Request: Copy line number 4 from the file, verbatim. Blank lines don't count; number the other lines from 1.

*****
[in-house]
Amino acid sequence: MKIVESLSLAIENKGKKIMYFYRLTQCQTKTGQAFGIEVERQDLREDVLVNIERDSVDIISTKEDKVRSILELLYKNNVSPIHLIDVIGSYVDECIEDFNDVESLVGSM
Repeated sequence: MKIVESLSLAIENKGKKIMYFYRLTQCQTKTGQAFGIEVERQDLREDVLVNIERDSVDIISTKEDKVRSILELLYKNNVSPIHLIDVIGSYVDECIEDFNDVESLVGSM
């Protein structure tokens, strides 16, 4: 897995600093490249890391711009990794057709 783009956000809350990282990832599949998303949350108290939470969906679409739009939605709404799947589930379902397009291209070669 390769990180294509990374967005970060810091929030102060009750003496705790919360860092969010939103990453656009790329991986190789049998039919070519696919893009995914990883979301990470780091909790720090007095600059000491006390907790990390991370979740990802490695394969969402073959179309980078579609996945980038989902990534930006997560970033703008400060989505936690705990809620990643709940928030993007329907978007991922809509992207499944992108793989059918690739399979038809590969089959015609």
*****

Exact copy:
């Protein structure tokens, strides 16, 4: 897995600093490249890391711009990794057709 783009956000809350990282990832599949998303949350108290939470969906679409739009939605709404799947589930379902397009291209070669 390769990180294509990374967005970060810091929030102060009750003496705790919360860092969010939103990453656009790329991986190789049998039919070519696919893009995914990883979301990470780091909790720090007095600059000491006390907790990390991370979740990802490695394969969402073959179309980078579609996945980038989902990534930006997560970033703008400060989505936690705990809620990643709940928030993007329907978007991922809509992207499944992108793989059918690739399979038809590969089959015609």